Men whose spouses don’t work outside the home bring attitudes to the office with them that ultimately hold women back, says a new study.
FORTUNE — Let’s suppose you’re female and puzzled by why you keep getting passed over for promotion — despite having qualifications equal to, or maybe even better than, your male peers’. Here’s a factor you probably haven’t considered: If your boss is a married man, what does his wife do for a living? If she’s a stay-at-home spouse, he is less likely to see you as a serious contender in the workplace than if she has a career of her own outside the home.
At least, that is the conclusion of a study, based on six years of research covering 1,200 men in the U.S. and Britain, led by management professor Sreedhari Desai. Male managers whose wives are homemakers are “a pocket of resistance to the gender revolution in the workplace,” says Desai, who teaches at the Kenan-Flagler Business School at the University of North Carolina and at Harvard.
In five separate research projects, she says, “We found that employed husbands in traditional marriages, compared to those in modern marriages, tend to view the presence of women at work unfavorably — and, more frequently, to deny qualified female employees opportunities for promotion.”
Why is that? A big part of the reason is that everyone’s “home environments can shape the way we behave at work,” the study notes. “People are daily ‘border crossers’ between the domains of work and family,” and leaving one’s home life entirely behind at the office door requires a conscious effort.
“The men we studied were all nice guys who really believe that they are capable of seeing female colleagues as equals. They were not deliberately holding women back,” Desai points out. “Rather, in the vast majority of cases, they were basing their decisions on unconscious biases they didn’t realize they had.”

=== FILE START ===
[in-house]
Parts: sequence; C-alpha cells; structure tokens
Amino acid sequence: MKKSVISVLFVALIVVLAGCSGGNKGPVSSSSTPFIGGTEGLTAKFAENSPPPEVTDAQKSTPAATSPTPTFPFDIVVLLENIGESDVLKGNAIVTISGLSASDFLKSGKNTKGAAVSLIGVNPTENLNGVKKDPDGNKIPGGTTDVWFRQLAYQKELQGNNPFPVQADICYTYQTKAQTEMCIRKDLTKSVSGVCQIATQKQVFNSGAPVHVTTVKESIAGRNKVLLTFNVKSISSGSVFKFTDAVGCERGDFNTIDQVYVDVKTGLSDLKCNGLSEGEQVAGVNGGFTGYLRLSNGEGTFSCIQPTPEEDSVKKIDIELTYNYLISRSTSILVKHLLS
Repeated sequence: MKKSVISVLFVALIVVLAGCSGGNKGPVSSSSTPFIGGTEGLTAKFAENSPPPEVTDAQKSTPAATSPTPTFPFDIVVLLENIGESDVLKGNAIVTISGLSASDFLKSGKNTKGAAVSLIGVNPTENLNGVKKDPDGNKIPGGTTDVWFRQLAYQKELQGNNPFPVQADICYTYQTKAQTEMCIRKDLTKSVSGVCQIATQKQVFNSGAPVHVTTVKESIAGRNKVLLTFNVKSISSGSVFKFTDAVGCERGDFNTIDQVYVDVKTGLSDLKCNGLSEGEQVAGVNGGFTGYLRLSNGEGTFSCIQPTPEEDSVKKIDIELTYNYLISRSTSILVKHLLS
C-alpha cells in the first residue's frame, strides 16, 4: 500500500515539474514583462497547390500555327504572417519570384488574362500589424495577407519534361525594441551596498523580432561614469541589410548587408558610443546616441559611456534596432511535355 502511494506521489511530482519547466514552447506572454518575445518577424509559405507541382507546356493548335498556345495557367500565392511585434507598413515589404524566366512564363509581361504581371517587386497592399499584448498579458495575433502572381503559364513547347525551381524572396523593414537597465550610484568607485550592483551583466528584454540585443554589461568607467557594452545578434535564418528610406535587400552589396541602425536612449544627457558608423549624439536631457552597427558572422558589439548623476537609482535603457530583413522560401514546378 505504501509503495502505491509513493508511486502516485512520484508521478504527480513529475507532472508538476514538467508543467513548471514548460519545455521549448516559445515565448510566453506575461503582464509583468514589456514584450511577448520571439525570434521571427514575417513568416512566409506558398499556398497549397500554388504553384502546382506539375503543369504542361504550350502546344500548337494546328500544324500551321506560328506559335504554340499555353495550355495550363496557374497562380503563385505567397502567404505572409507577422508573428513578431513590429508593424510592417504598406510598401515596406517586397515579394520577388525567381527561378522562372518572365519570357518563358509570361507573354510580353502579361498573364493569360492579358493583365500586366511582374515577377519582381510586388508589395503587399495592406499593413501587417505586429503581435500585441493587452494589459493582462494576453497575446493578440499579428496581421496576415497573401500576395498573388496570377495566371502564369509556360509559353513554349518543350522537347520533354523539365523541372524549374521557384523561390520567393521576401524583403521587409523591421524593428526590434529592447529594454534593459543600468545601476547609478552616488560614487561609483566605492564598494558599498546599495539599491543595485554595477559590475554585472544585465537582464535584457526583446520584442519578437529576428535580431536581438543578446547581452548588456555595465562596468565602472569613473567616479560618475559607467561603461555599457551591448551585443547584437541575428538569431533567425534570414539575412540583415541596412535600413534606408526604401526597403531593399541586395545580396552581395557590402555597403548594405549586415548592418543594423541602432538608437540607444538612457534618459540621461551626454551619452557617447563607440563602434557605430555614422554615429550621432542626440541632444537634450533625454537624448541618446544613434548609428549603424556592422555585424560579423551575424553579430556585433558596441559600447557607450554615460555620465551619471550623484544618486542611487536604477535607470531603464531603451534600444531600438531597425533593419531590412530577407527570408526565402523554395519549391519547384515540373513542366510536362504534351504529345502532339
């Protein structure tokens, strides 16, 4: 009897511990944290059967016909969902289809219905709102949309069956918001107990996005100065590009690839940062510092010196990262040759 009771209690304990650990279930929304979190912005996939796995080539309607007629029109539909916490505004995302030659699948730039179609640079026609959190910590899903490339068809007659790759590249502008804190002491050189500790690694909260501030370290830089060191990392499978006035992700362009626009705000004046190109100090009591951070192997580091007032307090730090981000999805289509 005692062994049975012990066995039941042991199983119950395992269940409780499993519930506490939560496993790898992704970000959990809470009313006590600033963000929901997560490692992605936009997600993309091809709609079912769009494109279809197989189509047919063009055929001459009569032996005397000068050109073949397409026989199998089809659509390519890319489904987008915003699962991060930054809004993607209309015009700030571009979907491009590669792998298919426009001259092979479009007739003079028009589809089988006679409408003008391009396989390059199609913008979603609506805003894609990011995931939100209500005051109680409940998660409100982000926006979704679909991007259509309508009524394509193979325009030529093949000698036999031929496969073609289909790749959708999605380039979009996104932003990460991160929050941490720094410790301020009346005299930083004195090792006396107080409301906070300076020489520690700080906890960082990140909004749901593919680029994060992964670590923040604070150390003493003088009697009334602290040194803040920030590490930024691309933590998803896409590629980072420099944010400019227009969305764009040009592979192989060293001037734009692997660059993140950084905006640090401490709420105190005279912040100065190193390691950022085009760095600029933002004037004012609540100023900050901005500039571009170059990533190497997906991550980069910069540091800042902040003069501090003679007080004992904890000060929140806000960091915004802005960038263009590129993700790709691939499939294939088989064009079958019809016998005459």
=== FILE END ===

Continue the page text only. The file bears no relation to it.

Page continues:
In one experiment, 232 married male managers were asked to evaluate two competing MBA candidates and told that one of the two would receive a full salary and tuition reimbursement during B-school and a promotion to vice president afterward. The two (fictional) candidates were identical in every way, with “exemplary experience and award-winning leadership capabilities,” the study says.
The only difference: One was named David Blake, and the other’s first name was Diane. Men in traditional marriages overwhelmingly chose David. By contrast, the responses of the managers married to women with careers of their own were split almost equally between the two.
Unfortunately for women who aspire to corporate heights, the study notes, male managers “embedded in traditional marriages” are a large group (about 11 million in the U.S., according to the Bureau of Labor Statistics), and a powerful one: “These men are more likely [than both women and other men] to populate the upper echelons of organizations … [and] to earn more, another indicator of their influence.”
For diversity trainers hoping to get around that, Desai suggests asking people to take a quiz called the Implicit Association Test, which is designed to bring buried beliefs out into the open. “This test is a revelation to many people who take it,” she says. “And you don’t need to ask anyone to reveal their score. The object isn’t to embarrass anyone or put anyone on the defensive, but rather to hold up a mirror so that people become aware of what may be hidden in their own psyches.”
Of course, it’s unlikely that 11 million married male executives are all going to sit down and take this test, let alone start acting on whatever they learn from it. So, for women who want a fair shot at advancement, a word of advice: To the extent that you can choose whom to work for, if you are going to work for a married man, go with one who has a career-minded spouse.